during the past year. Carolyn
". Husband reported on the progress
..of the Lake Alice Park, with pur-
Schase of equipment from the
a approximately $40,000 raised,
and future plans for the park for
4the upcoming year.
Mrs. Husband was presented
a beautiful photograph of the
playground for her hard work and
g contributions toward making
S, Lake Alice Park a reality.
The Wewahitchka Chamber of Commerce Diane Kerrigan, secretary; Kenny Strange, Madge Semmes and Tweeta
officers for the coming year are shown above president and Hugh Semmes, vice president. Gaskin were presented plaques in
after being installed Tuesday. Left to right Not shown is Jordan Miles, treasurer. They recognition of their selection as
, are: Tamara Laine, executive secretary; were installed at the annual banquet. chamber members of the year.


Lyle Boulware, a technical with Florida Palm Tree Sales,
plants a palm tree in the median at Fifth Street. The city re-
cently re-sodded the section at the intersection of Highways
98 and 71, and placed three palms in the area.











.THE STAR

PAGE TWO THURSDAY, OCTOBER 23, 1997
ii-i~-W H;otm.nim --- H- to;p^ ^ KM& )M,-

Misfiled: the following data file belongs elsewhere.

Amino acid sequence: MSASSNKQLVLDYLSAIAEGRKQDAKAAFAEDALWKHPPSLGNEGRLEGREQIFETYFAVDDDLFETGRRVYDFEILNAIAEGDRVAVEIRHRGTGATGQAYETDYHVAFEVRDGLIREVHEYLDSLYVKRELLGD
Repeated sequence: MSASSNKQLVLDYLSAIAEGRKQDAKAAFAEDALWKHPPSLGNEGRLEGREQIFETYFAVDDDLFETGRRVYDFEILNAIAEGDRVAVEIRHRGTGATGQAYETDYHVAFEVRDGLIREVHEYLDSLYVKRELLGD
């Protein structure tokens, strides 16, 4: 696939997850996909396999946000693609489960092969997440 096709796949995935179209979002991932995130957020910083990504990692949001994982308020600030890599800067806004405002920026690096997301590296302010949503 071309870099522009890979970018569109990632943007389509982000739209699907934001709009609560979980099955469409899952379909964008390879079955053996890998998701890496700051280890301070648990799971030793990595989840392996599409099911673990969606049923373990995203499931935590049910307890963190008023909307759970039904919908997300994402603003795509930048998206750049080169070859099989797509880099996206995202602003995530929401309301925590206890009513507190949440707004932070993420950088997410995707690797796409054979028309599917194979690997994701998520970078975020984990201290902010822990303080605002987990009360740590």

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Help

THE PROBLEM WITH STATING that something is happen-
ing for the first time, usually elicits a statement from someone
that it isn't happening for the first time, at all. Someone almost
invariably comes up with the statement that it has happened be-
fore; sometimes, a long time ago, and sometimes recently.
The statement that the paper mill made paper bag weight
paper for the very first time, drew a response from an old paper
maker, who was there on the first revolution of a paper machine
that the mill first ran bag weight paper when the mill initially
started producing paper. The mill, then, began to produce liner-
board almost exclusively.
That was a long time ago.
TO ADD CREDENCE TO the old paper maker's words of re-
membrance, we remember that the founder of The Star said at
one time the mill gave thought to producing bag weight paper
and even talked with him, tentatively, about printing bags they
would make. So, we suppose the mill not only made bag weight
paper, they also contemplated making bags at one point in time.
also.
We know they used the docks, extensively, at one time, to
ship paper to foreign markets. They experimented with a method
of producing pulp for foreign shipment, nearly 30 years ago. uti-
lizing the ill-fated flash dryer, rather than the steam-heated roll-
er presses at the end of the machines, to dry the finished prod-
uct, but never did get it perfected.
SO EXPERIMENTATION IS NOTHING NEW to our paper
mill. We just hope the latest attempt at getting into bag weight
paper proves fruitful and aids consistent productive operation in
the future. So far, so good. The trial runs have worked out very
successfully. Bags of good quality have actually been made. us-
ing the new weight, paper.